• And since we’re flogging gilts, and no one wants to buy them, the currency will collapse a little more, meaning we’re even less likely to want to own GBP denominated bonds – and the ECB and Fed are both hiking rates, while the Bank of Japan is getting ready to support the Yen, meaning the UK heads towards a full scale currency and bond crisis..

Or, maybe, our new Chancellor is going to pull some rabbit from his hat that will persuade global markets this fourth attempt at a credible UK government since 2010 has got something new to offer?

I can’t wait…

Five Things to Read Today

Thunderer – Pinned to the wall, mooed at like a cow – my hell at Goldman Sachs

Bberg – Europe Gas Falls Again as Nations Step Up Efforts to Ease Crisis

FT – Pressure builds on Bank of England for hefty rise in Interest Rates

WSJ – Jerome Powell’s Inflation Whisperer: Paul Volcker

Torygraph – German and Italian industry will struggle to recover from loss of Russian Gas, warns Barclays.

Out of time, and back to the day job…

Bill Blain

Strategist – Shard Capital



  1. Economic strength, literacy, and power were as effective (in the long run and not in a Blitzkreig) 150 years ago as now. Just ask General Robert E Lee in April 1865.

  2. We can lay on the greatest show(s) on Earth (royal wedding, jubilee, Olympics, funeral ) yet when it comes to real world issues such as creating a credible NHS, building schools fit for purpose, building 22nd century infrastructure, coming up with solutions to crappy call centres, we can’t organise a pi** up in a brewery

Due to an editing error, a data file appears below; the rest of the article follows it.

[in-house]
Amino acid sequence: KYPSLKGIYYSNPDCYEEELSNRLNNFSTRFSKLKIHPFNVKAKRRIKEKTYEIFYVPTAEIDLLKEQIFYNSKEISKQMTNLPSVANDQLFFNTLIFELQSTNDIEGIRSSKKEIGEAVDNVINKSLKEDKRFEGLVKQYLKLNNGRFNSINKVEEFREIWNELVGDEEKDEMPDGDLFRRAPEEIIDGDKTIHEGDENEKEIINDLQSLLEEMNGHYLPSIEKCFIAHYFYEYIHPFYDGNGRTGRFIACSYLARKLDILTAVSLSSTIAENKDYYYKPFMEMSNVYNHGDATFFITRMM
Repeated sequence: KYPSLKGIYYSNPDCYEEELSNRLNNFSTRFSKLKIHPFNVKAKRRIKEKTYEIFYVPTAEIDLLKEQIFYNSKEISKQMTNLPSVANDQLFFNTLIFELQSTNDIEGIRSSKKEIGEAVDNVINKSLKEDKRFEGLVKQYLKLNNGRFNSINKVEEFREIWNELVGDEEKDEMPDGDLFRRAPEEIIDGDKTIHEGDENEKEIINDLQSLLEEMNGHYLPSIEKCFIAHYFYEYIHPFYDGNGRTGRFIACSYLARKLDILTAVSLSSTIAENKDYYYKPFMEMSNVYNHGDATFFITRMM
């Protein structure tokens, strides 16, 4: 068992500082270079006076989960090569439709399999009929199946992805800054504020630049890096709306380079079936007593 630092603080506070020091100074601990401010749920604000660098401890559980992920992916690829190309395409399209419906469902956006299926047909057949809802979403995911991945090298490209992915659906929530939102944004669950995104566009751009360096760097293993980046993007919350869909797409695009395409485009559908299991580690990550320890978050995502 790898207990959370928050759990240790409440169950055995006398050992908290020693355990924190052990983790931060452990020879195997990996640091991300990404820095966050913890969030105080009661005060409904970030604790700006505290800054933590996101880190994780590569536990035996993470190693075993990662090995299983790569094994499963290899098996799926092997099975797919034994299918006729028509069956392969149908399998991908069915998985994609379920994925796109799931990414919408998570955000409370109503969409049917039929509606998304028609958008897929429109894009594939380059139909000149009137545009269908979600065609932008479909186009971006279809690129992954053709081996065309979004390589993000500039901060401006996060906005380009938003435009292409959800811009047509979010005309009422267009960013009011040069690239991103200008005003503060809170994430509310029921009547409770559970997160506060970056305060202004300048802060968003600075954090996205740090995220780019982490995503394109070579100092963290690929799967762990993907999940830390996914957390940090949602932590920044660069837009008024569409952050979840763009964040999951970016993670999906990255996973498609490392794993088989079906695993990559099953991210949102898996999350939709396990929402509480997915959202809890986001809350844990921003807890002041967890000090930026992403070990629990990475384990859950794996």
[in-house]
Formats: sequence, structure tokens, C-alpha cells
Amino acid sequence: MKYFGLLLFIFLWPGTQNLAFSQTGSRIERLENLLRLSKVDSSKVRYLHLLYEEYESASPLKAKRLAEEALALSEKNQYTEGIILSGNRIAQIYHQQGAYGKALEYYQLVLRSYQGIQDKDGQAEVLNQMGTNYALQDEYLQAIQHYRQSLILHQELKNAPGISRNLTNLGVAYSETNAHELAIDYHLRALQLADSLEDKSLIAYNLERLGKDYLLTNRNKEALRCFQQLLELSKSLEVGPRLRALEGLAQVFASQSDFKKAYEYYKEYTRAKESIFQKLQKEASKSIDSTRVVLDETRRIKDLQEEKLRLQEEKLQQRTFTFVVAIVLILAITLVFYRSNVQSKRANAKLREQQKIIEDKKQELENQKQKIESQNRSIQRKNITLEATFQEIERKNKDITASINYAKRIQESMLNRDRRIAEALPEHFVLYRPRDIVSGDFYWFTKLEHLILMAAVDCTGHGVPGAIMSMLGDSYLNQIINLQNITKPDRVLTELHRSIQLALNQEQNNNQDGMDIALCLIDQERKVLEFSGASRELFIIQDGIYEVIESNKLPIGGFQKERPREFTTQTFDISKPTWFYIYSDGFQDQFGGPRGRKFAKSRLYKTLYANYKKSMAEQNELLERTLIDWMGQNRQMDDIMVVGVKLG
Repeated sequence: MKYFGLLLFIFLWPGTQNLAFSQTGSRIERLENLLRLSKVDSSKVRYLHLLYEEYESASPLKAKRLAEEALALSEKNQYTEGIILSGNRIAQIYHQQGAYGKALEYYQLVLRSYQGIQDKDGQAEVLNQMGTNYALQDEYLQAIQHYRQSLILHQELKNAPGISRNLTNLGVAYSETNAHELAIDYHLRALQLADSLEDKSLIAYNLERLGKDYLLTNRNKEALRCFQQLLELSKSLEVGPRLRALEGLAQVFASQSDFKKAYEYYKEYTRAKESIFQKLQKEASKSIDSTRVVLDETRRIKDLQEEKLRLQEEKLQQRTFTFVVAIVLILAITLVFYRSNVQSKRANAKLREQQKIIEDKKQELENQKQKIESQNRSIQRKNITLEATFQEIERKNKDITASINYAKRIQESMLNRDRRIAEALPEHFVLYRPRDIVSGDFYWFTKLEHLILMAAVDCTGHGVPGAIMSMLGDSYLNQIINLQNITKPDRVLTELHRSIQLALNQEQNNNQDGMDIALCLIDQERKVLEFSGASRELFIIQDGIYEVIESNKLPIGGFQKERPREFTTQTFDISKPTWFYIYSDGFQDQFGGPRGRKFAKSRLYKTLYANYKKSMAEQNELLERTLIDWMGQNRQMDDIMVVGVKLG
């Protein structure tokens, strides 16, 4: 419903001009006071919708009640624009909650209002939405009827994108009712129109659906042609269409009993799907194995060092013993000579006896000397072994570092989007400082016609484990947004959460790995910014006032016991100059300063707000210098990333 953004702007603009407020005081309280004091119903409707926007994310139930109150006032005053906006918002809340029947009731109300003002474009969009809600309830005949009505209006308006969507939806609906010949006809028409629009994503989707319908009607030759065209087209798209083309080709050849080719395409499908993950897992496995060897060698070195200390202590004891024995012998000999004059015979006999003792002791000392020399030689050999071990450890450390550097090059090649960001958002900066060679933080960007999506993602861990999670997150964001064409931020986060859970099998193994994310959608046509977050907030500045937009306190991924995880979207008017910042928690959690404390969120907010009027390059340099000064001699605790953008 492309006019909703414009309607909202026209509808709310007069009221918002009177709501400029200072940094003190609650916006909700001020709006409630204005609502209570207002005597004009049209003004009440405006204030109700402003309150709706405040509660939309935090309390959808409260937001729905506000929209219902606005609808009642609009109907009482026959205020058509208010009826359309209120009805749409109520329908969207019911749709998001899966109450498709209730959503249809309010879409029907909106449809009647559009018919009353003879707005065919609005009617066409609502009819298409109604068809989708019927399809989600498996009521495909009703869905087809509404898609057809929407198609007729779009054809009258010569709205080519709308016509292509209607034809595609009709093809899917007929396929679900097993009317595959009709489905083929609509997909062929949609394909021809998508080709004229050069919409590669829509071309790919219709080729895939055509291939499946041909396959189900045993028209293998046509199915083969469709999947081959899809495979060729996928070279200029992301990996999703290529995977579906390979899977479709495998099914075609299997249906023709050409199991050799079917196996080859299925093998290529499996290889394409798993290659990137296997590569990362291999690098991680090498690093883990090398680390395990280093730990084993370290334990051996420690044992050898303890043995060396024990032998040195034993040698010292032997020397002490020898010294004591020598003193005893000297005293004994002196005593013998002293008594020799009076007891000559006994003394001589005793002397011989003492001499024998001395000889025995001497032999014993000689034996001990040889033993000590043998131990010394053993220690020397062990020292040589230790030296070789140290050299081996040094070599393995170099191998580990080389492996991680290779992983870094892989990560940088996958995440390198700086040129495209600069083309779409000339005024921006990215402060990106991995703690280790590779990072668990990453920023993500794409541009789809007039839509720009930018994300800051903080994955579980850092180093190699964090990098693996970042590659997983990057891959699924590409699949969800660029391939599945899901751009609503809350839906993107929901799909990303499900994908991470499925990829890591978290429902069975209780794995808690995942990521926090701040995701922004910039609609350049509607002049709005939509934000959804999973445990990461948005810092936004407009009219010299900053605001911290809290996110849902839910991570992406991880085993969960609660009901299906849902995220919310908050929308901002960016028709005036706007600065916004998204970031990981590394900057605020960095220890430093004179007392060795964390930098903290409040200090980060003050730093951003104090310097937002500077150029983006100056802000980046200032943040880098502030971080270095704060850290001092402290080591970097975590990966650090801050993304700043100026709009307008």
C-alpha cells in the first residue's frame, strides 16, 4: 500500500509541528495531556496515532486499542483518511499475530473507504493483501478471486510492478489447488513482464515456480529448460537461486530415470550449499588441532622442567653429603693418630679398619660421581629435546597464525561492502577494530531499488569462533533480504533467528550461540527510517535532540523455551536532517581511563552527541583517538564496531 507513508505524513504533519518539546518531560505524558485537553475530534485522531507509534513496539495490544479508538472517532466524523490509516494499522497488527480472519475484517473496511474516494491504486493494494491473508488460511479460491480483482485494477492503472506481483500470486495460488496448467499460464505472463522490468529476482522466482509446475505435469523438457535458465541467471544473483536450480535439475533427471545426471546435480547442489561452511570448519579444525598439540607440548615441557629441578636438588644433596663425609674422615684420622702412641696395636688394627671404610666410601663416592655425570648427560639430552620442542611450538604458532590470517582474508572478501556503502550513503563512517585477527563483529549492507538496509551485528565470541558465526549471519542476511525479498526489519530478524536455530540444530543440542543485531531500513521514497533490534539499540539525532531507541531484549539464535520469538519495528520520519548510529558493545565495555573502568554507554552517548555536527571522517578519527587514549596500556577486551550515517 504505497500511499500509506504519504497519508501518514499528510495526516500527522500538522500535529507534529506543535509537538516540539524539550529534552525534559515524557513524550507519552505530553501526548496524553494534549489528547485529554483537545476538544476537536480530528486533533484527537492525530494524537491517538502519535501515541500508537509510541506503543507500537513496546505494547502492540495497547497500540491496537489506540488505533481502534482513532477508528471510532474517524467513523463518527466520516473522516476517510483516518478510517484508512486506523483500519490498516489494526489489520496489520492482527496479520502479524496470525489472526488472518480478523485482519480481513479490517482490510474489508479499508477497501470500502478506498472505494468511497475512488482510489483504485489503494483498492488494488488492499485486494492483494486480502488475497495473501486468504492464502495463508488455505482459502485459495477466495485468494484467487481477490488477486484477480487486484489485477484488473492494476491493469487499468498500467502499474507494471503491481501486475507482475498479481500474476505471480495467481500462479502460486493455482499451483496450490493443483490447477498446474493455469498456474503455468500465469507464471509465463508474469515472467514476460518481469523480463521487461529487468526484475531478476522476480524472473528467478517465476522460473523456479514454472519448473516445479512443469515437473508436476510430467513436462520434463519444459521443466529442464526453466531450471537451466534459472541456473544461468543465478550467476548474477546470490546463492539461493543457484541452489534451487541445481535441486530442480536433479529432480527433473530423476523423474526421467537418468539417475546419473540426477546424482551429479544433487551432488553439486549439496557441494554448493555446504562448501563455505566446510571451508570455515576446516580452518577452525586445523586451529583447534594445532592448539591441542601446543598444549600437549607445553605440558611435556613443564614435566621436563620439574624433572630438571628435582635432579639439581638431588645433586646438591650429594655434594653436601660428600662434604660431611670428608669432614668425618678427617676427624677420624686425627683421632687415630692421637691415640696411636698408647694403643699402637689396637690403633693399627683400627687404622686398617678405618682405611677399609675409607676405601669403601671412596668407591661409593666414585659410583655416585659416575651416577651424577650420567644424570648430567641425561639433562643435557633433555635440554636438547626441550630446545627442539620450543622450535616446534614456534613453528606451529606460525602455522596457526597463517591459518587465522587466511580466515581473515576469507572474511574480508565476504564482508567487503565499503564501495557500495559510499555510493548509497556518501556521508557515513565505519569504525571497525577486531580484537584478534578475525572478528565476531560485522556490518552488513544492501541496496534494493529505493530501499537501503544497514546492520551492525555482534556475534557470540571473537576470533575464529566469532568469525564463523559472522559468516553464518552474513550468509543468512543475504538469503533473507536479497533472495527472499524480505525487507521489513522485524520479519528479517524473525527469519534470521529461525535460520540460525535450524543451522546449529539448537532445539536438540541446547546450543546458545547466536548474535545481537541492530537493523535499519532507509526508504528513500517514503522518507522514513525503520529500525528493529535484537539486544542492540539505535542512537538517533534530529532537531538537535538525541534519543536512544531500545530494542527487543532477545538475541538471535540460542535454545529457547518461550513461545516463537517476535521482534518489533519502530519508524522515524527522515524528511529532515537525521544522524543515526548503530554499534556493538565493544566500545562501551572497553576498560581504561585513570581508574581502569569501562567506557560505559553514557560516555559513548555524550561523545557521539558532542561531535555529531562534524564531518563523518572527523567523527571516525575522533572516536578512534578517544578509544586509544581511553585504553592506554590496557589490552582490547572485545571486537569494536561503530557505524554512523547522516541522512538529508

3. “No nation, especially in the Gulf, want to be on the sharp end of US Sanctions for laundering Russian money when Putin is looking increasingly weak”.
    Putin, the man, may look weak though even that is debated outside of the western MSM narrative. Russia and its economy are faring much better however. The strength of the ruble, inflation rates decreasing.
    Sanctions are hurting the EU and Europe as a whole much harder. How much longer can we afford these sanctions that seem to only suit the US economically?

    • There is a massive risk here.
      Of course people want the easy way out. I don’t think they understand this is economic war against Russia. Interesting to see the reaction to Truss’ promise of $2.5 bln to support Ukraine. Talking head on TV immediately saying “I support Ukraine, but at a time of consumer crisis in UK, we can’t afford this.”
      THe West can’t afford not to support Ukraine.
      There is also Italy risk – but I think that will be dealt with via harsh ECB rhetoric.
      Sanctions are not a one way weapon – energy is crippling Europe, but we will find new supplies.
      Sanctions are definately biting in Russia where there is no chance they find replacement goods, and will end up selling oil, gas and other resources at a discount.

  4. I love your seventh para, it neatly encapsulates the current global uncertainties. You are right the Elizabethan age is over; ironically, the Queen of the nuclear age has peacefully given way to the King of the unclear age ; hopefully the peace endures despite the uncertainties!